PARISH CHURCH OF ST MARY

Overview

Heritage Category:
Listed Building
Grade:
II*
List Entry Number:
1325871
Date first listed:
05-Apr-1966
Statutory Address:
PARISH CHURCH OF ST MARY, BRIDGE STREET

Map

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Location

Statutory Address:
PARISH CHURCH OF ST MARY, BRIDGE STREET

The building or site itself may lie within the boundary of more than one authority.

County:
Devon
District:
Mid Devon (District Authority)
Parish:
Uffculme
National Grid Reference:
ST 06862 12718

Details

ST 01 SE UFFCULME BRIDGE STREET, (east side) Uffculme 4/156 Parish Church of St Mary 5.4.66 - II* Parish church. North arcade and tower arch early C14 as also (probably) the masonry of the north wall and parts of the chancel; north aisle east extension and south aisle arcade are probably contemporary with the rood screen which is generally accepted as being early C15. Except for a few details, nothing else appears to be medieval; north aisle and nave roofs C18, chancel roof and furnishings 1843; outer south aisle added by John Hayward 1846-7; the west tower and spire rebuilt, using some medieval material, 1849, probably under the direction of Hayward. Coursed rubble limestone; slate roof. The C13 arcade is of Ham Hill stone. Plan: west tower, and spire; nave, north and south aisles, outer south aisle, north and south porches, chancel, north chancel aisle, sanctuary; vestry to north of chancel. Exterior. Steeple: Tower of 3 stages, corner buttresses with set-offs; 2-light pointed Decorated belfry windows, lancets to bellringing chamber; west doorway with 2-centred arch and hoodmould. Clock in recessed stone roundel faces west. Corbel table with (mainly 1840s) heads. Spire with corner pinnacles on broaches and 2- light openings. North aisle: west window, 4-light C19 Perpendicular with transom; north side of 5 bays (including battlemented porch with parvise approached by external stairs); 3- light Perpendicular windows retain some medieval detail; 3-light east window. Leanto vestry with its stack adjacent to chancel wall. Evidence of buildings, now dismantled, to south of chancel. 4-light east chancel window with transom of 1849, as all the 3-light windows of south aisle and the porch. 4-light east and west aisle windows, with transoms. Interior: 4-bay arcades; 3 bays of north with double chamfered arches, circular piers, moulded capitals and bases. Similar treatment of tower arch. South arcade, wavy moulding to arches and piers, with shafts at principal points, with separate capitals. Outer aisle arcade a copy of the C15. North aisle to chancel with wide arch, similar in detail to south aisle arcade. Sanctuary piscina. North aisle and nave roofs ceiled with moulded plaster cornice; ceiled wagon roof to chancel with ceilure over sanctuary; plaster ribs; south aisle roof panelled, and looks late C19. Outer aisle, unceiled wagon roof - although this may incorporate some medieval fragements it is almost entirely Hayward's work, and the dimensions preclude the possibility of its having been moved from another part of the church (as is generally believed to be the case). Screens. 17 bays; it is fully discussed by Bond and Camm (see reference), and probably pre-dates the screen at Halberton (1420) albeit only slightly. Complete with coving, cornice and brattishing. The extension across the outer south aisle is a remarkable piece of high-class craftmanship of the mid C19. The 3 north bays are of 1828. C19 north parclose. Furnishings. C16 panelling from elsewhere, reset in north-east chapel (Walrond Chapel) and as a tower screen. Pulpit, dated 1715, and an un-Devonian Wren-Gibbons style piece (as remarked upon by Pevsner). Polygonal stone font, of 1843 by Knight. Reredos and stone altar table, carved by Knight form an attractive ensemble. The seating arrangements of the church have been completely re-ordered, the altar brought forward and the seating arranged in a half circle around it. Glass: east window, 1849. Monuments: (1) North chancel chapel; tomb chest of 1663, with portrait medallions set between pilasters with caryatids, all a little Baroque in feel. Not insitu, but now placed on and above the chest, 2 half-length busts, and an effigy of a man. (2) early C19 mural monuments in sanctuary. (3) a pair of mural monuments, each with a swathed urn, stand to either side of the north door and both erected in 1810, and conceived as a matching pair, commemorating various individuals. Summary: Externally a striking church, with a very un-Devonian west steeple; the impact it makes is almost entirely the result of Hayward's extensive restoration, extension, and large scale rebuilding of 1846-9. The early C14 arcade is a comparative rarity in the county. The rood screen is famous - the longest in Devon, but part of it is C19 - and a good example of early C15 work, ie. before the bulk of Devon screens were produced. References: Pevsner, SD., pp. 300-1; F B Bond and Rom Bede Camm, Roodscreens and Rood Lofts (1909), II, 356-7; figs 112; pl. 65A, 89A. Devon C19 Churches Project.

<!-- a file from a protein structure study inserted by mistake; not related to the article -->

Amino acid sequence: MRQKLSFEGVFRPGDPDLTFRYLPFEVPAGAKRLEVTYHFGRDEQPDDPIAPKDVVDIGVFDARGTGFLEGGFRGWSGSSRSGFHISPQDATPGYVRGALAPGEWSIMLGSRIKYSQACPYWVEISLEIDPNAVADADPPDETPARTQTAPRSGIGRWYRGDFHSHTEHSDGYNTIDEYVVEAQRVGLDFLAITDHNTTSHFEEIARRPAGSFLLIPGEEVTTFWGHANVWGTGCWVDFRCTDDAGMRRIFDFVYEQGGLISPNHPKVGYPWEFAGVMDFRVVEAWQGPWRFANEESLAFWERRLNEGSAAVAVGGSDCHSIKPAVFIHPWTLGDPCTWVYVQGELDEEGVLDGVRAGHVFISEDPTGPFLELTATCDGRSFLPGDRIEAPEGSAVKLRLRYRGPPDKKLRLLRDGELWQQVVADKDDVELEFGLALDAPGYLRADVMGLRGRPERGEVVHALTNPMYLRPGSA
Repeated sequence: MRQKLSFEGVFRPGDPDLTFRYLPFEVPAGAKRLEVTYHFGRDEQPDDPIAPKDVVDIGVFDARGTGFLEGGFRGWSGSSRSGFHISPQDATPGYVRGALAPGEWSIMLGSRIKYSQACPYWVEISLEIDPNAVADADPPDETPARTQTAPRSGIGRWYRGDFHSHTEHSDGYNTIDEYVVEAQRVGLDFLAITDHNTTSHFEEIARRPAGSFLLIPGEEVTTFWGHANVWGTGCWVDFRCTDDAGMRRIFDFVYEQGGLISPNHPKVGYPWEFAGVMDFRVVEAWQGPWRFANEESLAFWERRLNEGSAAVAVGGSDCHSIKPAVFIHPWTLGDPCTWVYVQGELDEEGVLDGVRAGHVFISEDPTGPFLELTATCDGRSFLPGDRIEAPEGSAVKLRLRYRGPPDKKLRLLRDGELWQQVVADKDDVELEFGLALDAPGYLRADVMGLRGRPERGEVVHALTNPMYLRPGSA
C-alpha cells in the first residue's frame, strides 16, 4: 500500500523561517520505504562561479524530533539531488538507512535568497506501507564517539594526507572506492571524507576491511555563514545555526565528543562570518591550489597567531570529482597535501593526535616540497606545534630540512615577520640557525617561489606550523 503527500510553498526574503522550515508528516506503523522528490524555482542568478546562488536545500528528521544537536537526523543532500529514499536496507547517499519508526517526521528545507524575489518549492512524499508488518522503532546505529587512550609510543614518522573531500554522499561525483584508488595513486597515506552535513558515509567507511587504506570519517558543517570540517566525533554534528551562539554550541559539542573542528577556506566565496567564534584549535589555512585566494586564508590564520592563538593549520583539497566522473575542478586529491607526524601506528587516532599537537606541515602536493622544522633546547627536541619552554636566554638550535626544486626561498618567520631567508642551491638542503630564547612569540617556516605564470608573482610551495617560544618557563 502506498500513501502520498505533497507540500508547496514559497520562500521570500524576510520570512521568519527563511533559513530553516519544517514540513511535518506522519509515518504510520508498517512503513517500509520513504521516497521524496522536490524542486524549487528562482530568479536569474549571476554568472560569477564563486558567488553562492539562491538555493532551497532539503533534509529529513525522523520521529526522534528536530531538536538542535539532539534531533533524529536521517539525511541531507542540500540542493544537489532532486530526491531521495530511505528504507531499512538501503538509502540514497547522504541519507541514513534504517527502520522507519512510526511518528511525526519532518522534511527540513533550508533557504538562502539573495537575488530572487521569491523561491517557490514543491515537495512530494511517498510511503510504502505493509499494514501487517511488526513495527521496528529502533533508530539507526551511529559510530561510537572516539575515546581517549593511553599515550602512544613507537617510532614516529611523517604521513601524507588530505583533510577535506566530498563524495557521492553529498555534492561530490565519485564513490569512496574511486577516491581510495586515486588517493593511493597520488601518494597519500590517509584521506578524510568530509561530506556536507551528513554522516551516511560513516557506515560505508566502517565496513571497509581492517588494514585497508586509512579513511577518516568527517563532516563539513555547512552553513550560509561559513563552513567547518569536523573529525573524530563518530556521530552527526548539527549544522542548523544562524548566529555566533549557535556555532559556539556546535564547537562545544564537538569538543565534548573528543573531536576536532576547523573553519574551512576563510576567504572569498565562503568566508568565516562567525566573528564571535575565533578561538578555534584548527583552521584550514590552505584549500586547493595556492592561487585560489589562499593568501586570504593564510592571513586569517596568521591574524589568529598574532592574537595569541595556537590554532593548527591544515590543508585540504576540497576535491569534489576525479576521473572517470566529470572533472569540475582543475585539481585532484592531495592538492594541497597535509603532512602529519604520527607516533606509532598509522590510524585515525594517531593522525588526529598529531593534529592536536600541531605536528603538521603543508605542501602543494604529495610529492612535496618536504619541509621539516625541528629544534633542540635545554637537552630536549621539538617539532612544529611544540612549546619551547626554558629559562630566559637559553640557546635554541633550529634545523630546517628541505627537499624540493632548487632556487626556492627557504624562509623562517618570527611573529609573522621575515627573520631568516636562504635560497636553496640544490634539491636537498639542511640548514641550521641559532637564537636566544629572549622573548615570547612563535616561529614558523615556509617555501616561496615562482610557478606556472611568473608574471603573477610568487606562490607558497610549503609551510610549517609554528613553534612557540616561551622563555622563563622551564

Listing NGR: ST0686212718

Legacy

The contents of this record have been generated from a legacy data system.

Legacy System number:
95811
Legacy System:
LBS

Sources

Books and journals
Bligh Bond, F, Bede Camm, D, Roodscreens and Roodlofts, (1909), 356-357
Pevsner, N, The Buildings of England: South Devon, (1952), 300-301

Legal

This building is listed under the Planning (Listed Buildings and Conservation Areas) Act 1990 as amended for its special architectural or historic interest.

End of official listing

Images of England

Images of England was a photographic record of every listed building in England, created as a snap shot of listed buildings at the turn of the millennium. These photographs of the exterior of listed buildings were taken by volunteers between 1999 and 2008. The project was supported by the Heritage Lottery Fund.

Date: 26 Mar 2004
Reference: IOE01/11708/27
Rights: Copyright IoE Mr Terence Harper. Source Historic England Archive